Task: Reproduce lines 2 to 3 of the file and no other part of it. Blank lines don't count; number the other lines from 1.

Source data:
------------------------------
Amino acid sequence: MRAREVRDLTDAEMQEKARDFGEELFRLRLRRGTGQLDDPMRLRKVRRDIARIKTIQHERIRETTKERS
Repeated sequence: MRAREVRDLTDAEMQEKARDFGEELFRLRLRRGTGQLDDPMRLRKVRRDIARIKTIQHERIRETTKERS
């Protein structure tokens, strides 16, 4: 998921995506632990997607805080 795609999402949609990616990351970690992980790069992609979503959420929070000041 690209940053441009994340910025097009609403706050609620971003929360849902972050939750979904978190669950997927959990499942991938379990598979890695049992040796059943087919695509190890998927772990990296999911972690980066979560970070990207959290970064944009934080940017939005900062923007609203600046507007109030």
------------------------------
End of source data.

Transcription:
Repeated sequence: MRAREVRDLTDAEMQEKARDFGEELFRLRLRRGTGQLDDPMRLRKVRRDIARIKTIQHERIRETTKERS
């Protein structure tokens, strides 16, 4: 998921995506632990997607805080 795609999402949609990616990351970690992980790069992609979503959420929070000041 690209940053441009994340910025097009609403706050609620971003929360849902972050939750979904978190669950997927959990499942991938379990598979890695049992040796059943087919695509190890998927772990990296999911972690980066979560970070990207959290970064944009934080940017939005900062923007609203600046507007109030």